Since the introduction of reparse points, one type being a junction point, in Windows 2000, the Directed Acyclic Graph (DAC) that was once the NTFS file system, can now contain loops. A loop in this situation refers to a subdirectory created as reparse point, that targets one of its parent directories. For tools, such as robocopy, that recursively walk the file system directory structure, a child directory implemented as a looping reparse point will either directly or indirectly cause the program to revisit one of its parent directories, thus restarting the tool's recursive decent, over, and over, and over.... So why has this bug been neglected for over a decade now?
It wasn't until the introduction of Windows Vista, when to their credit, Microsoft sensibly reconfigure its file system directory structure, that reparse points surfaced as the recurrent mechanism to support backward compatibility of the frankly wordy and document centric "\Documents And Settings" tree. Unfortunately, in order to remap “\Documents And Settings” to the new “\Users” directory tree, a small number of looping reparse points were introduced by Vista (which grow linearly with each additional user account). However, only one looping reparse point need exist to induce chaos within programs coded assuming a DAC file system when traversing it.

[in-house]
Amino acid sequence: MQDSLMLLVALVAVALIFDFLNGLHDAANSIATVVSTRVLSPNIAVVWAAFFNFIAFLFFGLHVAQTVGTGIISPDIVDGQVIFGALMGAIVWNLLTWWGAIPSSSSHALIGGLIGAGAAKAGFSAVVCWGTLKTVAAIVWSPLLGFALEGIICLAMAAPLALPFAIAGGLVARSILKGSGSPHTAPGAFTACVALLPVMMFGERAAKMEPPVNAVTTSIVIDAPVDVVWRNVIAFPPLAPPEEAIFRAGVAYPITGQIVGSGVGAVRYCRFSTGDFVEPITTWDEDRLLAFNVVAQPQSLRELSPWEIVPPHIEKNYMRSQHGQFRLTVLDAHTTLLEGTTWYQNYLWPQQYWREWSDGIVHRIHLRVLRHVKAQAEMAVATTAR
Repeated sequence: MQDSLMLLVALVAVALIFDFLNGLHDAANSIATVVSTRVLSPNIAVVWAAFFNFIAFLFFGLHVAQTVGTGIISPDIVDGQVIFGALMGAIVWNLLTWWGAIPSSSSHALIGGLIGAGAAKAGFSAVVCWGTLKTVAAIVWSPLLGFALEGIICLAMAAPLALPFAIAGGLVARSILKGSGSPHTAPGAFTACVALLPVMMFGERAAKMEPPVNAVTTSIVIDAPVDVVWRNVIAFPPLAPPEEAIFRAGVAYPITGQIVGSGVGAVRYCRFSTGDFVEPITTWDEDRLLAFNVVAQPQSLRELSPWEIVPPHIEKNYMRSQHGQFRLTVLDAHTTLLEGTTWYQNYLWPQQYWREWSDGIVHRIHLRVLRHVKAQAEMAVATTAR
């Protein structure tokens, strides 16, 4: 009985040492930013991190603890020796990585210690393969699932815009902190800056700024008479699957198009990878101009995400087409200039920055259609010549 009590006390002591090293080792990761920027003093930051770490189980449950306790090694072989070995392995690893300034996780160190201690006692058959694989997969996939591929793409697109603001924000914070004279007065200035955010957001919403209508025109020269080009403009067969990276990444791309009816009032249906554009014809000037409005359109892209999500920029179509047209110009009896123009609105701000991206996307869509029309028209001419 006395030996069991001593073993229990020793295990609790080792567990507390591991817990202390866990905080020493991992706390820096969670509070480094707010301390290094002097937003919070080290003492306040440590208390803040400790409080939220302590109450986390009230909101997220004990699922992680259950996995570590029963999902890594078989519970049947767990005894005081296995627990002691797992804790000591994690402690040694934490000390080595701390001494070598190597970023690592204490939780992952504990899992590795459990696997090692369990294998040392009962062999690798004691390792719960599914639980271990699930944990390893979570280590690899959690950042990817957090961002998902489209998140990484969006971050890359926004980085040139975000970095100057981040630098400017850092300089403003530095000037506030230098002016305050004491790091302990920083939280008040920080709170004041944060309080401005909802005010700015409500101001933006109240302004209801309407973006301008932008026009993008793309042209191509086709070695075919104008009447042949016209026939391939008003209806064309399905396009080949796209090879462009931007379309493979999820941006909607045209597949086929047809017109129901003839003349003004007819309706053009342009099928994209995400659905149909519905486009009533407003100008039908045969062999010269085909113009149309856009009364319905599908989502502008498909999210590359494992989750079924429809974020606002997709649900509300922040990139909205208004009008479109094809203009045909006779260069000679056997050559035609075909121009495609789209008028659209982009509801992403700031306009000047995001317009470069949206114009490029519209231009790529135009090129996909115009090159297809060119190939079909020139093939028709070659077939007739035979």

In the case of robocopy, a looping reparse point eventually causes robocopy to issue the following message: “ERROR 1921 The name of the file cannot be resolved by the system.”, as the length of the path it's attempting to traverse/backup exceeds the OS maximum.
Although a number of posts recommend using robocopy's /XJ switch, to exclude/ignore junction points, this recommendation simply subverts the purpose of robocopy: to create a faithful reproduction of the file system, as all junction points, even ones that aren't loopers are excluded.
I'm simply requesting that a Microsoft Developer repair robocopy:
1. Identify & save all reparse points and their properties, such as ACL lists, but don't traverse them.
2. Or detect a looping reparse point and treat a direct/indirect traversal to a parent node within the reparse point's path as a leaf node of the reparse point's directory chain. Remember, one can define a subdirectory of a reparse point that is also a reparse point.